On January 14, 2021, Michigan’s Attorney General announced indictments of one current and eight former Michigan officials relating to the Flint water crisis.  The most serious charges include manslaughter against Michigan’s former Chief Medical Executive (CME), extortion against an advisor to former Governor Rick Snyder, perjury as to another of Snyder’s advisors, and official misconduct against five of the defendants, all felonies with potentially multi-year sentences upon conviction.  Former Governor Snyder and three other defendants were charged with willful neglect of duty, a misdemeanor with a maximum one-year sentence.

The Flint water crisis arose after Flint switched its water source in 2014.  The alternative source caused increased corrosion in the water supply system, which led to increased concentrations of bacteria and lead in Flint’s drinking water.

All the indictments are based on Michigan law, which defines terms such as “manslaughter” and “neglect of duty” differently than many other states.

Negligence Can Be Manslaughter
In Michigan, a negligent failure to “perform a legal duty” can be manslaughter if that failure causes death.  The indictment alleges the former CME’s gross negligence led to the deaths of nine citizens.  Although not specified in the indictments, other reports indicate these persons died of Legionnaire’s Disease, as a result of bacterial contamination in Flint’s drinking water.  To convict, prosecutors probably need to prove 1) the former CME had information that corrosion in Flint’s water system significantly increased the risk of Legionnaire’s Disease; 2) the former CME took no effective action to warn of the risks or ensure protective measures were in place; and 3) the failure to take these measures was a cause of these deaths.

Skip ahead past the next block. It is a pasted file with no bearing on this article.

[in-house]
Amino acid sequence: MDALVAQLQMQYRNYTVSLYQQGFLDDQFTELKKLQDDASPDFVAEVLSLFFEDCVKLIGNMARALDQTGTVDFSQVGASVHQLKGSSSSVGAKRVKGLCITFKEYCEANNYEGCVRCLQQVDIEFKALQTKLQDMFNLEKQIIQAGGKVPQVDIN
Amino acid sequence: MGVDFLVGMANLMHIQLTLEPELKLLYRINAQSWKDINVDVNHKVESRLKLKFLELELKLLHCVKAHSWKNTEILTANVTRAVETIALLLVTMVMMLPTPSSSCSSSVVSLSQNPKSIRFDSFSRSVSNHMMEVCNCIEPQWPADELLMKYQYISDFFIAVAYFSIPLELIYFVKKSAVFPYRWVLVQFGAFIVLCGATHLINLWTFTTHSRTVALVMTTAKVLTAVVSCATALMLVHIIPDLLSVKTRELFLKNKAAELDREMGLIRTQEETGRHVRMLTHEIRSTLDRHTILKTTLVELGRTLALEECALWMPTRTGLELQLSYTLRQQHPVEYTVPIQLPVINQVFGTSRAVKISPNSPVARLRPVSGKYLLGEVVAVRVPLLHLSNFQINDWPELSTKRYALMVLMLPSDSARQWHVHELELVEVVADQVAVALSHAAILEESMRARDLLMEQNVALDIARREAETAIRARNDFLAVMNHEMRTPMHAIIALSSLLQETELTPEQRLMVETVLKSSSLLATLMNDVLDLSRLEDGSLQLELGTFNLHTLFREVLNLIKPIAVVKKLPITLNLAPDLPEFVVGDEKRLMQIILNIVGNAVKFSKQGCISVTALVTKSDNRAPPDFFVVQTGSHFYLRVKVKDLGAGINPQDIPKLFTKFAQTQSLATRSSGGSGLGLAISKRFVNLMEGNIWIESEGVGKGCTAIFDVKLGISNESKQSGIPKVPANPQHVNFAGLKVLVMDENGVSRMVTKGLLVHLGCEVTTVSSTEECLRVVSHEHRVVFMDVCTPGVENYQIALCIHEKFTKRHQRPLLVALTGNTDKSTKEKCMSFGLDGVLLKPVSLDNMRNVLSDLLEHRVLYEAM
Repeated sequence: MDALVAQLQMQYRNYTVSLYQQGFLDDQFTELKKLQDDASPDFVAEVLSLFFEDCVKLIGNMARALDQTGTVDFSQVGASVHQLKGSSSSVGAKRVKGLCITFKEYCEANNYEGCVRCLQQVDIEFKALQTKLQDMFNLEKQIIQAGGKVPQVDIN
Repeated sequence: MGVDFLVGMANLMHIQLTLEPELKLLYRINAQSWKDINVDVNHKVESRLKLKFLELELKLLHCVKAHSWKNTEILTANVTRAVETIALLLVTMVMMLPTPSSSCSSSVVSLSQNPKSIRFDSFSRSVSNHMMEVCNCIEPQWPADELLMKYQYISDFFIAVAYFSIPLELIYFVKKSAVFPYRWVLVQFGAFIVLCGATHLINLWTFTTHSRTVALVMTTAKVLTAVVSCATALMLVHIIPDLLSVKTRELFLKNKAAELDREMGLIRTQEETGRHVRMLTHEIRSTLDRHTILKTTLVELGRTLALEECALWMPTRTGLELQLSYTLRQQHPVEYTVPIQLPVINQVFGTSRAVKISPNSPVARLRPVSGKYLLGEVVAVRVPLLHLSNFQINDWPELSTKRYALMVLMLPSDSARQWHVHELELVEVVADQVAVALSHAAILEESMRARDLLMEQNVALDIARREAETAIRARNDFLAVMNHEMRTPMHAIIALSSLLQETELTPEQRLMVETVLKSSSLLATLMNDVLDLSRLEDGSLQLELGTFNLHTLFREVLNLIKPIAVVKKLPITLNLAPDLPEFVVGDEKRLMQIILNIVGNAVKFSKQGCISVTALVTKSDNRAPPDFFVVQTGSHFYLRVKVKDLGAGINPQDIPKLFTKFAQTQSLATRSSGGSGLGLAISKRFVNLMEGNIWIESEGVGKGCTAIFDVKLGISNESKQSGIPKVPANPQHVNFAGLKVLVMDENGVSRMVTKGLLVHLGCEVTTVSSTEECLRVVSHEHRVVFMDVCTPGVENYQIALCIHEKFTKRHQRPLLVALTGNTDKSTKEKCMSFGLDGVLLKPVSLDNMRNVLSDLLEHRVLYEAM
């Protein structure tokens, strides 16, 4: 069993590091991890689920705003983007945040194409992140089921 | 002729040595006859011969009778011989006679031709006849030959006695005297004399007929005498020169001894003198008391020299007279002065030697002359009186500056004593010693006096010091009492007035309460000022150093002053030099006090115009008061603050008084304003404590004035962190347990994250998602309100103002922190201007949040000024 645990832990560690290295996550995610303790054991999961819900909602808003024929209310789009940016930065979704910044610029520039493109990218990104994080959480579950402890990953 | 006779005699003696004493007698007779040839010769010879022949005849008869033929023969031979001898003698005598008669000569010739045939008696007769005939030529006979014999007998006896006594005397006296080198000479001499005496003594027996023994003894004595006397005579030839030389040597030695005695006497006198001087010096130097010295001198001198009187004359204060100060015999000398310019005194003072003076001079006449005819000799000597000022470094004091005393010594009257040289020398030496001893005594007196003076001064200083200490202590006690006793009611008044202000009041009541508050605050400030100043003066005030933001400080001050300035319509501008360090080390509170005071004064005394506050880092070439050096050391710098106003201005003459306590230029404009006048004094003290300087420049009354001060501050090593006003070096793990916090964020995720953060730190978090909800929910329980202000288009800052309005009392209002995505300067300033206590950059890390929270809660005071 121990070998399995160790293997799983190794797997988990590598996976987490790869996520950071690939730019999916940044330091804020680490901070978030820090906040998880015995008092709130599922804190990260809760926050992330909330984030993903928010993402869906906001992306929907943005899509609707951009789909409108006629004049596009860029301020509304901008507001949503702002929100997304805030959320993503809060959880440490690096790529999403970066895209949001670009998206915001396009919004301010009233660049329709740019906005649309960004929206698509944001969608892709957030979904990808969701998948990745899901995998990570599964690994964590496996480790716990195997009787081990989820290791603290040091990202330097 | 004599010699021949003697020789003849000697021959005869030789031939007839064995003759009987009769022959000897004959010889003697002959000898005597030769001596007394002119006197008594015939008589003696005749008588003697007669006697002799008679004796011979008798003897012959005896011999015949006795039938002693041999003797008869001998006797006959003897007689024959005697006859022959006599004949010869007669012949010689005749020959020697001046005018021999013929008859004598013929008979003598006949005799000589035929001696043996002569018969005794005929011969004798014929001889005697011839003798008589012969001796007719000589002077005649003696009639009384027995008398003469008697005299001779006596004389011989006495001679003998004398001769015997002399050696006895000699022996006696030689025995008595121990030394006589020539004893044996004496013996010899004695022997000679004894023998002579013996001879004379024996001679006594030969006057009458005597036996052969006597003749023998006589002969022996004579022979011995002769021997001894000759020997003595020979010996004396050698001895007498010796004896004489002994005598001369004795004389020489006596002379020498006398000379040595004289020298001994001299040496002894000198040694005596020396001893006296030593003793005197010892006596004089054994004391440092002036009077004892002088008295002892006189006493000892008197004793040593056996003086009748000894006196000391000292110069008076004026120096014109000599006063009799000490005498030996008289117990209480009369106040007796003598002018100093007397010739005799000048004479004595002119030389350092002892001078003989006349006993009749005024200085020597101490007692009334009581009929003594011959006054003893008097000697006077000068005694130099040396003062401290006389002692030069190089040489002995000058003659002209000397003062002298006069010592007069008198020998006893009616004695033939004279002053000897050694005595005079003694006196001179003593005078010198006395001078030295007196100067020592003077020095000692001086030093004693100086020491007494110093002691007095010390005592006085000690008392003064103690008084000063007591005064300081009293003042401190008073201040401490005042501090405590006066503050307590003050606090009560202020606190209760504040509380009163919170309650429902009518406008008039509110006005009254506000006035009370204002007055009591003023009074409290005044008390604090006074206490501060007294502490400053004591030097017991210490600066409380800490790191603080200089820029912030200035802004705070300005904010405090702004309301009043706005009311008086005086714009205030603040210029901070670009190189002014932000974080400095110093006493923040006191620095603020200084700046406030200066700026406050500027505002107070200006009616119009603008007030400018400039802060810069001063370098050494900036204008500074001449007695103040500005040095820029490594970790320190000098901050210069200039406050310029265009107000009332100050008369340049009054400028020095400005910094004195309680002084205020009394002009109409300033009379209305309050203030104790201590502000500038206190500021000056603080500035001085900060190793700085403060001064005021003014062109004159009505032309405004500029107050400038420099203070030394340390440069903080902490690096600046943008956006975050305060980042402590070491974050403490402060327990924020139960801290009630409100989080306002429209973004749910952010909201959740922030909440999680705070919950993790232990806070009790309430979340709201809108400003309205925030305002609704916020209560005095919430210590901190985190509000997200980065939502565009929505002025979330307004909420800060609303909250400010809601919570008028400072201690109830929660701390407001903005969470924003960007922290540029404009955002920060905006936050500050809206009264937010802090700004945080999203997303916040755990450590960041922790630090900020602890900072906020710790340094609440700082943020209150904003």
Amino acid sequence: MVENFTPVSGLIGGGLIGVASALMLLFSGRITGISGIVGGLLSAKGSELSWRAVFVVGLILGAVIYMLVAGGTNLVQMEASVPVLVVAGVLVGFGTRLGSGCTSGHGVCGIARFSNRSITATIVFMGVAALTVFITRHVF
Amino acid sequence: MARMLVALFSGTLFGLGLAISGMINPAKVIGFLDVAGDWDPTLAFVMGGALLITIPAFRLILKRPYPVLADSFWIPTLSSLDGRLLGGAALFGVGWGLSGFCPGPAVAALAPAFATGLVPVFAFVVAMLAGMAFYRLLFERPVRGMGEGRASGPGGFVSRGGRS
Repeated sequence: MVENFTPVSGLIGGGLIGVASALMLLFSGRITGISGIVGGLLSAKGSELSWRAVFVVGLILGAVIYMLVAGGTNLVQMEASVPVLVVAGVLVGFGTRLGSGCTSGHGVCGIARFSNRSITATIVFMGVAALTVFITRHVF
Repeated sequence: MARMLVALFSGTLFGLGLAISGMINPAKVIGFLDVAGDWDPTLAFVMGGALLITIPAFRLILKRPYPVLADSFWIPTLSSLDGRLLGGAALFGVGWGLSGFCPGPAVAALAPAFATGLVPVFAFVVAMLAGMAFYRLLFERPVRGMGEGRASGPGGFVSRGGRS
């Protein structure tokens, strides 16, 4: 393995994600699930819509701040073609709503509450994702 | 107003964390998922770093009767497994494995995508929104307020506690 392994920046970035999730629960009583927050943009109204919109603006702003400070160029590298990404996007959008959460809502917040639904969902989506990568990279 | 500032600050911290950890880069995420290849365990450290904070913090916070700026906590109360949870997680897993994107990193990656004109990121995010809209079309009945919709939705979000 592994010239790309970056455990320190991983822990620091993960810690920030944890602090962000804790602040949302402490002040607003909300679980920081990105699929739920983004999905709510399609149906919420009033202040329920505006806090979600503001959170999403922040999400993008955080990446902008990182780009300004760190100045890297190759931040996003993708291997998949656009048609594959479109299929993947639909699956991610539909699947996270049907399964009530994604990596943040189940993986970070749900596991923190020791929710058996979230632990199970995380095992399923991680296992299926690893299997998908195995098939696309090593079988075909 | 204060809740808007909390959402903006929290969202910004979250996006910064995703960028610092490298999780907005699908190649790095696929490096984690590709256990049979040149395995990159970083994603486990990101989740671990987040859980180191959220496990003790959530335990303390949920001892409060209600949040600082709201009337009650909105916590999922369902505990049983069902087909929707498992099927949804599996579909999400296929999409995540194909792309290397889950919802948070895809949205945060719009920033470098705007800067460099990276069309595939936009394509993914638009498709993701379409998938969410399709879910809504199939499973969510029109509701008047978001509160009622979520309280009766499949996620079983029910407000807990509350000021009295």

Neglect of Duty
Michigan public officials can be held criminally liable for “neglect of duty” by intentionally refusing to perform duties to such an extent as to constitute wrongful conduct.  Examples from Michigan case law include a judge knowingly allowing perjured testimony and a jail official failing to follow procedures to protect an inmate that claimed to have been sexually assaulted.

The indictment of former Governor Snyder alleges he failed to “inquire into the performance” of public officials under his supervision and failed to declare a state of emergency after learning of the problems with Flint’s water.

To see the news release from the Michigan Attorney General’s office https://www.michigan.gov/ag/0,4534,7-359-92297_99936-549541–,00.html

To see copies of the indictments https://www.michigan.gov/ag/0,4534,7-359-82917_97602—,00.html